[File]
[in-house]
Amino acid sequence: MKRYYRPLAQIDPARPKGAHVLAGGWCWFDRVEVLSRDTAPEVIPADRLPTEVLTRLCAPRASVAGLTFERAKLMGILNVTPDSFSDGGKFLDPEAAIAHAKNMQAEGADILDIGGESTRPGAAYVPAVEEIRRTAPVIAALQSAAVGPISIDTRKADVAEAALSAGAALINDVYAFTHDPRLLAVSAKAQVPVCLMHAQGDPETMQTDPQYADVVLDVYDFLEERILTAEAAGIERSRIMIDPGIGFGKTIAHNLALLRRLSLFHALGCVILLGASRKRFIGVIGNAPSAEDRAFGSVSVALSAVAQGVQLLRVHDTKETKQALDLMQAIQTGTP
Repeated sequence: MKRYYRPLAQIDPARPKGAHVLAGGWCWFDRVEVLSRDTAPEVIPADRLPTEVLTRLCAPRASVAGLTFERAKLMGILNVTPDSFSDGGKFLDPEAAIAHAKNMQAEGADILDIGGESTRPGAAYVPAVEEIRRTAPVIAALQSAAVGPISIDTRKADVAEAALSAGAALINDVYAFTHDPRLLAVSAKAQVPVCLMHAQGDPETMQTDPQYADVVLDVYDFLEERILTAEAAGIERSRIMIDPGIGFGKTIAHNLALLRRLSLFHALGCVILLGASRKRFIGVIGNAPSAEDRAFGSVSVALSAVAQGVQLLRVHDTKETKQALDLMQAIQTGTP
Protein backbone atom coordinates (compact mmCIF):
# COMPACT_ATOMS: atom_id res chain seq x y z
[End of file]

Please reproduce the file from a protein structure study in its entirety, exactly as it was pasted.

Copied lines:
[in-house]
Amino acid sequence: MKRYYRPLAQIDPARPKGAHVLAGGWCWFDRVEVLSRDTAPEVIPADRLPTEVLTRLCAPRASVAGLTFERAKLMGILNVTPDSFSDGGKFLDPEAAIAHAKNMQAEGADILDIGGESTRPGAAYVPAVEEIRRTAPVIAALQSAAVGPISIDTRKADVAEAALSAGAALINDVYAFTHDPRLLAVSAKAQVPVCLMHAQGDPETMQTDPQYADVVLDVYDFLEERILTAEAAGIERSRIMIDPGIGFGKTIAHNLALLRRLSLFHALGCVILLGASRKRFIGVIGNAPSAEDRAFGSVSVALSAVAQGVQLLRVHDTKETKQALDLMQAIQTGTP
Repeated sequence: MKRYYRPLAQIDPARPKGAHVLAGGWCWFDRVEVLSRDTAPEVIPADRLPTEVLTRLCAPRASVAGLTFERAKLMGILNVTPDSFSDGGKFLDPEAAIAHAKNMQAEGADILDIGGESTRPGAAYVPAVEEIRRTAPVIAALQSAAVGPISIDTRKADVAEAALSAGAALINDVYAFTHDPRLLAVSAKAQVPVCLMHAQGDPETMQTDPQYADVVLDVYDFLEERILTAEAAGIERSRIMIDPGIGFGKTIAHNLALLRRLSLFHALGCVILLGASRKRFIGVIGNAPSAEDRAFGSVSVALSAVAQGVQLLRVHDTKETKQALDLMQAIQTGTP
Protein backbone atom coordinates (compact mmCIF):
# COMPACT_ATOMS: atom_id res chain seq x y z